Just what is so disagreeable about being up-front and telling us that you offer unlimited voice, data, and texting over Wi-Fi and supplementary, limited service over cellular? Why not tell us what you offer rather than repeatedly claiming to deliver something which you clearly don’t intend to provide?

 
26 Comments


Read more: , ,

26 Comments For This Post

  1. Jason Says:

    It doesn't sound as awesome when pitching the idea to the consumer.

  2. bgdg1968 Says:

    every mvno that offers "unlimited" has a abusive use clause and they will kick you off immediately

  3. Dana Rock Says:

    So glad to hear that I am not the only one who thinks this!

  4. N8nNC Says:

    I don't think it is strange. There are no limits enforced on monthly usage within the plan. However, if you exceed fair usage over multiple months, they'll cut you from the plan. I imagine all providers serve "at their pleasure" i.e. they can terminate at any time for any reason. Republic's plan is enlightened compared to the rest.

  5. jltnol Says:

    This could really catch on. My ATT service is nothing short of dismal. Give the option, I'd rather use WiFi as opposed to ATT's 3G network, but the only way to do this is for me to buy an AtT macrocell… one for the house, one for the office would cover probable 75% of my needs.

    In the end…and trust me on this… IN THE END, we will all be on WiFi. Data is data. If it's possible now to hand a call off from one cell tower to the next, I can't think of a reason why it can't be done over a WiFi network too. And once that happens…. it'll be WiFi all the time… and that will be a much better thing as I won't have to depend on horrible tower service, when land based WiFi is available.

  6. The_Heraclitus Says:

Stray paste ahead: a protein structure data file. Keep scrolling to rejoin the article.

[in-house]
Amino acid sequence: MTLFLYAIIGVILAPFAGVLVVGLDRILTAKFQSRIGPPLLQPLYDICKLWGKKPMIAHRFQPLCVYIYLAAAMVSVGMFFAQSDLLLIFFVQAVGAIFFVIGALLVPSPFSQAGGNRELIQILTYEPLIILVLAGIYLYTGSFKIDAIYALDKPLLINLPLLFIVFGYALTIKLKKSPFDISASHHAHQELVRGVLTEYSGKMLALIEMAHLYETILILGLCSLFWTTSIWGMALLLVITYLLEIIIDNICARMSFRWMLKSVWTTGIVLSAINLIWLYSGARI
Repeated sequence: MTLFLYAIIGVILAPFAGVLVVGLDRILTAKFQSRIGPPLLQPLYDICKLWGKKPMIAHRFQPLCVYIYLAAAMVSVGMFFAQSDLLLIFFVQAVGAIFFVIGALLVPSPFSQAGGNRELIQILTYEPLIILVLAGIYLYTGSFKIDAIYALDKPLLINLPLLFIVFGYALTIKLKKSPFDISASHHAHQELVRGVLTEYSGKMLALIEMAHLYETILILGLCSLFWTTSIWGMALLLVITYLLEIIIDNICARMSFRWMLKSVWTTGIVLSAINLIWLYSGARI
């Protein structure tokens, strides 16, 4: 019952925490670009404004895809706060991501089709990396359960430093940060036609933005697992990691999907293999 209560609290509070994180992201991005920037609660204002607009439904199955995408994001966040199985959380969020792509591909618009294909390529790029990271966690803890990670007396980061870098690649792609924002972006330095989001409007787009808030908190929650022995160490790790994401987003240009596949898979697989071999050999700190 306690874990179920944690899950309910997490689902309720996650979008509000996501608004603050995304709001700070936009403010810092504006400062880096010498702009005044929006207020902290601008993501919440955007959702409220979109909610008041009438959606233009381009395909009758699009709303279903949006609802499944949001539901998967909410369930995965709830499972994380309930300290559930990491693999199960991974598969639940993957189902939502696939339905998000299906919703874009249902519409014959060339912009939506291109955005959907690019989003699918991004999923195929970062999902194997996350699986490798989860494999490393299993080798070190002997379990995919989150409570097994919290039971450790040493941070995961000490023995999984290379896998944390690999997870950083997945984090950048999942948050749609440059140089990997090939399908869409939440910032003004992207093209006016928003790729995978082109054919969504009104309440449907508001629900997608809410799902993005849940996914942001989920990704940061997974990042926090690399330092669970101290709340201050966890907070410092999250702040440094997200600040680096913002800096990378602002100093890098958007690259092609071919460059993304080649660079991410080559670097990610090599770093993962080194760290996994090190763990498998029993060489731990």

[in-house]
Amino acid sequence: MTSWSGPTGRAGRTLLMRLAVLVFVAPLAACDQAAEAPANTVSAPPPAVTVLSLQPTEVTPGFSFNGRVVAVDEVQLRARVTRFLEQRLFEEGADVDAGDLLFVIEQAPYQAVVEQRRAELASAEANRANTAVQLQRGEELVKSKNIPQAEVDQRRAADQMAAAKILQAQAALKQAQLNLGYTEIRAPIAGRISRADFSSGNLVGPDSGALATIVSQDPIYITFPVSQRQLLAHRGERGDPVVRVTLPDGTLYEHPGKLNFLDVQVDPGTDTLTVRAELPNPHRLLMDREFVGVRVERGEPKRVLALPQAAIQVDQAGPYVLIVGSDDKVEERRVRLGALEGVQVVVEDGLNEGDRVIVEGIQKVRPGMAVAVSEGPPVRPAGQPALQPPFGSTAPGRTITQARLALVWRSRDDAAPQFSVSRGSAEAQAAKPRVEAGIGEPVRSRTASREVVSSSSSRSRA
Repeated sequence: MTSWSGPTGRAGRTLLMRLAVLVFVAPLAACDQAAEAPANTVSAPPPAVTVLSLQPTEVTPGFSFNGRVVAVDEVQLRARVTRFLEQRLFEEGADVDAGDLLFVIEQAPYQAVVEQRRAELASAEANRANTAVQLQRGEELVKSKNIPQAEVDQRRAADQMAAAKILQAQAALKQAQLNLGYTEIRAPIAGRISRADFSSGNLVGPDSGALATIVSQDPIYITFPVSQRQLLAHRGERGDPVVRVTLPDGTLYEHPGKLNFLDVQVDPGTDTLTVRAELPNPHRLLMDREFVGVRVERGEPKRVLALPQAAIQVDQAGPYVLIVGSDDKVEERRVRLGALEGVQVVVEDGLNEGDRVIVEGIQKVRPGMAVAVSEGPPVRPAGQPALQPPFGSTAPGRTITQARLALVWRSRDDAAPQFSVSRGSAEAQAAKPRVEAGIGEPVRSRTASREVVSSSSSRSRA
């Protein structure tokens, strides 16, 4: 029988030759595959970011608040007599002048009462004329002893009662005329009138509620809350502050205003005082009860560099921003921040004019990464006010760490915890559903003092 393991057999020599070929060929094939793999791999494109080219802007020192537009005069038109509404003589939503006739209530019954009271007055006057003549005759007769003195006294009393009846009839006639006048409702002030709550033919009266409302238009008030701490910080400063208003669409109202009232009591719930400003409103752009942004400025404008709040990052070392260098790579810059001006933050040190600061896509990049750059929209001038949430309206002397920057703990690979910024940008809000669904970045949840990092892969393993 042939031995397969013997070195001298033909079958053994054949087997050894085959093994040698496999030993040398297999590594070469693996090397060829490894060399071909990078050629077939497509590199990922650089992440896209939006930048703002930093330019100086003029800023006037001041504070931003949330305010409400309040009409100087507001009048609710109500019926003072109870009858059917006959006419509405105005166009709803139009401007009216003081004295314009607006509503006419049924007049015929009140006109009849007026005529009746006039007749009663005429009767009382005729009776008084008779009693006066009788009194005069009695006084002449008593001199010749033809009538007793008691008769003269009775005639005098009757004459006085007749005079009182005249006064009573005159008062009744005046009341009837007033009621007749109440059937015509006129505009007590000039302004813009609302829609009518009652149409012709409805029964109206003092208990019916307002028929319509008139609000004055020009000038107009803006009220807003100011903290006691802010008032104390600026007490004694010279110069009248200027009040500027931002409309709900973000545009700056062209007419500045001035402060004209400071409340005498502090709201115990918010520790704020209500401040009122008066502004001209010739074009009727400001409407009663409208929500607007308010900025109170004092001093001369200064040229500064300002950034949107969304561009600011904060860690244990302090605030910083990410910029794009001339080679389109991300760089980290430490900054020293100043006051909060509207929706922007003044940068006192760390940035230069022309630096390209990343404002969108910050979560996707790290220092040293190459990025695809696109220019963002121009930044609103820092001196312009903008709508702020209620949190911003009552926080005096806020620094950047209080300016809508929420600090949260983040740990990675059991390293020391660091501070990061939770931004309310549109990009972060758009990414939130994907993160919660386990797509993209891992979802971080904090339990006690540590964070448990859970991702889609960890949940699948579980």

This is why one needs to READ contracts before signing…

  7. Pat Says:

    Republic's explanation seemed clear to me: unlimited use over Wi-Fi, over Sprint you are limited to 300MB data, 150 texts, and 550 minutes talk. The only thing that is confusing is your convoluted interpretion of this.

  8. Techesq Says:

    BTW, I've been booted from Sprint in the past due to "excessive roaming" on my "unlimited" plan — no warning — nothing. My old residence did not have coverage good with sprint, and I was often roaming on VZW's network. Instead of building out their network, they boot users. All carriers sell you unlimited plans, but cap or boot the heavy users for whom the plans are most attractive. But don't worry, I'm sure they give refunds to folks who barely use their unlimited plans…

  9. Mich Says:

    Agreed. After reading through their website, I found nothing that led ME to believe that the service was unlimited on a cellular network. They clearly state what the cellular usage limits are. I think it is only your interpretation and lack of including those lines in your article that would confuse anyone.

  10. kzell Says:

    I think that if you think of republic as a cellular service that's just cheaper than your regular wireless unlimited options you have the wrong idea. That seems to be the misguided perspective of this article.

    Republic bases its model on the idea that most persons use their phones primarily within physical areas (home, office, certain public places) that they have Wi-Fi access to… I think the figure I've seen them use is that we spend 60% of our time within our own Wi-Fi access. If you're the type that doesn't do wireless at home and rarely spends time in a wireless office, I don't think this phone is right for you, and I think the company is perfectly OK with telling you that. For the rest of us, it's totally unlimited… they've even said that their figures of 550 mins/150 texts/300mb can be blown right through as long as your Wi-Fi percentage is similarly and fairly in line. Put in the Wi-Fi time, get truly unlimited access outside of your Wi-Fi network, too.